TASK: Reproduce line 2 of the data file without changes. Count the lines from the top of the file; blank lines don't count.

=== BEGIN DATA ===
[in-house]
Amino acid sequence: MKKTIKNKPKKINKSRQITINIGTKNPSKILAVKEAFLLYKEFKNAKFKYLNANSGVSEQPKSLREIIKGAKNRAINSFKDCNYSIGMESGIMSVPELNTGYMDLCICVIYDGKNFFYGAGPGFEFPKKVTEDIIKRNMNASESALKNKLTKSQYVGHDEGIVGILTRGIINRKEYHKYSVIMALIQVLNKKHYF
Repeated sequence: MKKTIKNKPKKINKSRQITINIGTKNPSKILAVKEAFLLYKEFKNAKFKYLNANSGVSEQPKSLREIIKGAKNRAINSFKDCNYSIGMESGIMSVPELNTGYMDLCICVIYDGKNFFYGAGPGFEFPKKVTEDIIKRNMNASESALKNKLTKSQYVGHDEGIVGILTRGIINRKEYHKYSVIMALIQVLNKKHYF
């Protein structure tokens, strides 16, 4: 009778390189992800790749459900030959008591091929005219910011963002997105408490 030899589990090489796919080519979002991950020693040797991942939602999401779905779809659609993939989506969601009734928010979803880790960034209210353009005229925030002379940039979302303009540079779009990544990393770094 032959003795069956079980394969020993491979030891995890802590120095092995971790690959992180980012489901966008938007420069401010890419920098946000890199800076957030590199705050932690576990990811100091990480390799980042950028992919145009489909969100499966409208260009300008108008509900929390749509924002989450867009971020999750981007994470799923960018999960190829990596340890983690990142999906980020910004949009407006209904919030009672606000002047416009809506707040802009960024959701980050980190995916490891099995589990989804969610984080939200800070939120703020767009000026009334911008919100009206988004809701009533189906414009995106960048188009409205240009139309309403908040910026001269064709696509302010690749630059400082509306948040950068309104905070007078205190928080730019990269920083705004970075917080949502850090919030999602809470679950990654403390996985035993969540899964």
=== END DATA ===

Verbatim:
Amino acid sequence: MKKTIKNKPKKINKSRQITINIGTKNPSKILAVKEAFLLYKEFKNAKFKYLNANSGVSEQPKSLREIIKGAKNRAINSFKDCNYSIGMESGIMSVPELNTGYMDLCICVIYDGKNFFYGAGPGFEFPKKVTEDIIKRNMNASESALKNKLTKSQYVGHDEGIVGILTRGIINRKEYHKYSVIMALIQVLNKKHYF